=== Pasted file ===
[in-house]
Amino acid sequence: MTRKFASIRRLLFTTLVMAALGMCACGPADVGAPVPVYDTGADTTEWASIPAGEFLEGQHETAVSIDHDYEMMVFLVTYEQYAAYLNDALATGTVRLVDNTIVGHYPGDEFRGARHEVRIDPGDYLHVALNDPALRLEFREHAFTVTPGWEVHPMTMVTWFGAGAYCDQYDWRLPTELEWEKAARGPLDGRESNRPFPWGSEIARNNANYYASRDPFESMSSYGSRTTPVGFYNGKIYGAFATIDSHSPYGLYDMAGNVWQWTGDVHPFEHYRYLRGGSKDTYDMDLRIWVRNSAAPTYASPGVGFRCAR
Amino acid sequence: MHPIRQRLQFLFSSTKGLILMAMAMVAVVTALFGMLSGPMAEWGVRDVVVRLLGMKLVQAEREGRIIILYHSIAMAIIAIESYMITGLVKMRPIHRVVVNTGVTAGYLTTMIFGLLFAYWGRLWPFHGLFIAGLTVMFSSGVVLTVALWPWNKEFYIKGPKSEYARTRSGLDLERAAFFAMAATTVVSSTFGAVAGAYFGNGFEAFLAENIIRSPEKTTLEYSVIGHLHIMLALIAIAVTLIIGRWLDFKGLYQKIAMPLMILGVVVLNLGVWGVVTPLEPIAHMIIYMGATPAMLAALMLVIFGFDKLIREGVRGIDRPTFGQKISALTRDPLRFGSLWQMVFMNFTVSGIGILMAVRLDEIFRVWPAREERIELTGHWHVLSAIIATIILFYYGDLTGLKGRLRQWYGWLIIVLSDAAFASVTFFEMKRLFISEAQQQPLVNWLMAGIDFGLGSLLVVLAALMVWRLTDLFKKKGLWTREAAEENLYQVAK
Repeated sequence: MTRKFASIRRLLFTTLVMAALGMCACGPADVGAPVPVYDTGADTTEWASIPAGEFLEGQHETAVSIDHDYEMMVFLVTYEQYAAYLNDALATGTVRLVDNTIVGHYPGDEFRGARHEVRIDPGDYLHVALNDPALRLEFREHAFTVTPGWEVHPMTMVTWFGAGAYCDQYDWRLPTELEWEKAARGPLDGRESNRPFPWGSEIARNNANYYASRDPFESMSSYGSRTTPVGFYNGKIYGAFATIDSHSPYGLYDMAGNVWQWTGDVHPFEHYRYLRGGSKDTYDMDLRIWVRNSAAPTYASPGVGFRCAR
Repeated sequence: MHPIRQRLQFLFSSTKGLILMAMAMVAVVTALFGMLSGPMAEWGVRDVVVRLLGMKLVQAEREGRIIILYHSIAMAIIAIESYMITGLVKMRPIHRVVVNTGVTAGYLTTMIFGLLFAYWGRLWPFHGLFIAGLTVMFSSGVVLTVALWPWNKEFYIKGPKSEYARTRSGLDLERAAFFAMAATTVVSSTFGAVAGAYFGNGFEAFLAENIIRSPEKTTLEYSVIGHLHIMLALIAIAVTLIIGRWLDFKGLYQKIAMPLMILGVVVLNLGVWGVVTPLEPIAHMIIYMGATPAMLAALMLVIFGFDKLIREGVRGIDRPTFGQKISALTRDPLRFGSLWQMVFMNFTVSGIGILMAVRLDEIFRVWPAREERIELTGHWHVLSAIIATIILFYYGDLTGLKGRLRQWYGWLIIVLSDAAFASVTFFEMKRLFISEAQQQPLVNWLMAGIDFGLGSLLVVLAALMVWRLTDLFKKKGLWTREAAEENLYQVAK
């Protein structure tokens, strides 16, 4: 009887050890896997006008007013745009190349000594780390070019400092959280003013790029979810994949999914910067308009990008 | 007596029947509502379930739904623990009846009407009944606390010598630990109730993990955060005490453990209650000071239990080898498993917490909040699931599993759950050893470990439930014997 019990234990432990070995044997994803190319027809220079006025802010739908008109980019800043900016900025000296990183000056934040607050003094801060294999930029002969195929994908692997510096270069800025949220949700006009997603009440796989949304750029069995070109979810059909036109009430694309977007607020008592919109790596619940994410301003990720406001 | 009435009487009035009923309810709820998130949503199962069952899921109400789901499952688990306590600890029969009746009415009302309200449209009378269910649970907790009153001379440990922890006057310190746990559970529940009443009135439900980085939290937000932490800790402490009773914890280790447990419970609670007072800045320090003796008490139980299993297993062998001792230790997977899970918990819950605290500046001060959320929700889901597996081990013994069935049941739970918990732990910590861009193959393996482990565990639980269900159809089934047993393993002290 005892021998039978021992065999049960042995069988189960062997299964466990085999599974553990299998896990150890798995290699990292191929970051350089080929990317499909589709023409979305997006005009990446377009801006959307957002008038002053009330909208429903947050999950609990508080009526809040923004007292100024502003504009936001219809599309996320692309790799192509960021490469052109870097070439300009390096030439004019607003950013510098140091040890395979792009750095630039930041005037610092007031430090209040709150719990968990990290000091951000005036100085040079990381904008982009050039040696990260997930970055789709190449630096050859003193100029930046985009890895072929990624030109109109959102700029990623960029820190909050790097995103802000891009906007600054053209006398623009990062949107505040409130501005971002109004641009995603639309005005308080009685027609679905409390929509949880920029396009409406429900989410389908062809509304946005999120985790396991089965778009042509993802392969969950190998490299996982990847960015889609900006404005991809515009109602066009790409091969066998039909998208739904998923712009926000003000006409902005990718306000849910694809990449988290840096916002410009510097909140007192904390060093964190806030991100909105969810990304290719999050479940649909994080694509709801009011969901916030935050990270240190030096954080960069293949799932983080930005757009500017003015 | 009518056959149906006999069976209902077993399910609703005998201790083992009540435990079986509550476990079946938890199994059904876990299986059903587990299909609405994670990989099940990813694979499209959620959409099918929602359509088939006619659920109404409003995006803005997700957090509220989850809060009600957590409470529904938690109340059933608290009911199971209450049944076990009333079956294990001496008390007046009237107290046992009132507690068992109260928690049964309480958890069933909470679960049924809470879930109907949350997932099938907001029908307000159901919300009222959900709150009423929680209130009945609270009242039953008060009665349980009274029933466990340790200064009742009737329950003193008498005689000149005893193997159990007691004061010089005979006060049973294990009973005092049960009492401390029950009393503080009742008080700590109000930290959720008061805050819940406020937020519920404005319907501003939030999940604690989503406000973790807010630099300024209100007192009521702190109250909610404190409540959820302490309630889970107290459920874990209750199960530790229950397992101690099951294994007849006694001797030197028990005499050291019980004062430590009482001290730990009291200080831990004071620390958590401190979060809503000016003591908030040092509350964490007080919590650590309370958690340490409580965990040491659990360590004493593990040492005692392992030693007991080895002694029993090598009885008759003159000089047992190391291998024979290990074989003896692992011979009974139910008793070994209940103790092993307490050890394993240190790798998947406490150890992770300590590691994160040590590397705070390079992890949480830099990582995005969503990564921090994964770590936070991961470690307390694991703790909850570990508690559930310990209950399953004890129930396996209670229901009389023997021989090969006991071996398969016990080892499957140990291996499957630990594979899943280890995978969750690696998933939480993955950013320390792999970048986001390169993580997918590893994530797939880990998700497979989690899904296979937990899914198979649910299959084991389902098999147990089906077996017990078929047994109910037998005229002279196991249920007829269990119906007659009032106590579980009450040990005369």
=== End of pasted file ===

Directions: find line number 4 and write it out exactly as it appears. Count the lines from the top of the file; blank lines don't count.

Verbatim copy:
Repeated sequence: MTRKFASIRRLLFTTLVMAALGMCACGPADVGAPVPVYDTGADTTEWASIPAGEFLEGQHETAVSIDHDYEMMVFLVTYEQYAAYLNDALATGTVRLVDNTIVGHYPGDEFRGARHEVRIDPGDYLHVALNDPALRLEFREHAFTVTPGWEVHPMTMVTWFGAGAYCDQYDWRLPTELEWEKAARGPLDGRESNRPFPWGSEIARNNANYYASRDPFESMSSYGSRTTPVGFYNGKIYGAFATIDSHSPYGLYDMAGNVWQWTGDVHPFEHYRYLRGGSKDTYDMDLRIWVRNSAAPTYASPGVGFRCAR